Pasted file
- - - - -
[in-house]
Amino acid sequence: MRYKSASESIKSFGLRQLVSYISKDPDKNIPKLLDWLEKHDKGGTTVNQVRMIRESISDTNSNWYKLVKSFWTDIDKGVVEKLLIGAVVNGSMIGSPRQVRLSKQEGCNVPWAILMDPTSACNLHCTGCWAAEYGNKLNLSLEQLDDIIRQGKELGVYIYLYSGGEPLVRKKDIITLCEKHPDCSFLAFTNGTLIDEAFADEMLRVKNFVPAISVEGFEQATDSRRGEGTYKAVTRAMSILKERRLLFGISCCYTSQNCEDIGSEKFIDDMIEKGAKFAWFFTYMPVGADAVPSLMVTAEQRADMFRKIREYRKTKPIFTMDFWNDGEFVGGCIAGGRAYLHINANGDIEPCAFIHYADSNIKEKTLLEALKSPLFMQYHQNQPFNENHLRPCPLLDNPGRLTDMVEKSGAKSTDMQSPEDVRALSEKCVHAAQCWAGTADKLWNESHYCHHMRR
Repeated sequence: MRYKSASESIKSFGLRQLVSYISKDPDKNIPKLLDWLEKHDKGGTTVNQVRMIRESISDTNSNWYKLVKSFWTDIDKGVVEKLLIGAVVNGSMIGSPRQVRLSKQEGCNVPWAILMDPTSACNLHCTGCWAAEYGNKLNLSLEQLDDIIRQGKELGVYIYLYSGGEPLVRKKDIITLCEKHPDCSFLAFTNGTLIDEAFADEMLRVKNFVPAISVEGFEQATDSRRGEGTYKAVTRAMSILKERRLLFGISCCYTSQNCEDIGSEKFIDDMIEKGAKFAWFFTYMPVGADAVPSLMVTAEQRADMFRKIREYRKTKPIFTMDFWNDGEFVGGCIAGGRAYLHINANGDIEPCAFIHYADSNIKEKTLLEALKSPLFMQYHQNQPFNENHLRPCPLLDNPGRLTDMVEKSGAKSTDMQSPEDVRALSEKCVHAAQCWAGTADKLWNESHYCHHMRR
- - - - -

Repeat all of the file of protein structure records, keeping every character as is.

[in-house]
Amino acid sequence: MRYKSASESIKSFGLRQLVSYISKDPDKNIPKLLDWLEKHDKGGTTVNQVRMIRESISDTNSNWYKLVKSFWTDIDKGVVEKLLIGAVVNGSMIGSPRQVRLSKQEGCNVPWAILMDPTSACNLHCTGCWAAEYGNKLNLSLEQLDDIIRQGKELGVYIYLYSGGEPLVRKKDIITLCEKHPDCSFLAFTNGTLIDEAFADEMLRVKNFVPAISVEGFEQATDSRRGEGTYKAVTRAMSILKERRLLFGISCCYTSQNCEDIGSEKFIDDMIEKGAKFAWFFTYMPVGADAVPSLMVTAEQRADMFRKIREYRKTKPIFTMDFWNDGEFVGGCIAGGRAYLHINANGDIEPCAFIHYADSNIKEKTLLEALKSPLFMQYHQNQPFNENHLRPCPLLDNPGRLTDMVEKSGAKSTDMQSPEDVRALSEKCVHAAQCWAGTADKLWNESHYCHHMRR
Repeated sequence: MRYKSASESIKSFGLRQLVSYISKDPDKNIPKLLDWLEKHDKGGTTVNQVRMIRESISDTNSNWYKLVKSFWTDIDKGVVEKLLIGAVVNGSMIGSPRQVRLSKQEGCNVPWAILMDPTSACNLHCTGCWAAEYGNKLNLSLEQLDDIIRQGKELGVYIYLYSGGEPLVRKKDIITLCEKHPDCSFLAFTNGTLIDEAFADEMLRVKNFVPAISVEGFEQATDSRRGEGTYKAVTRAMSILKERRLLFGISCCYTSQNCEDIGSEKFIDDMIEKGAKFAWFFTYMPVGADAVPSLMVTAEQRADMFRKIREYRKTKPIFTMDFWNDGEFVGGCIAGGRAYLHINANGDIEPCAFIHYADSNIKEKTLLEALKSPLFMQYHQNQPFNENHLRPCPLLDNPGRLTDMVEKSGAKSTDMQSPEDVRALSEKCVHAAQCWAGTADKLWNESHYCHHMRR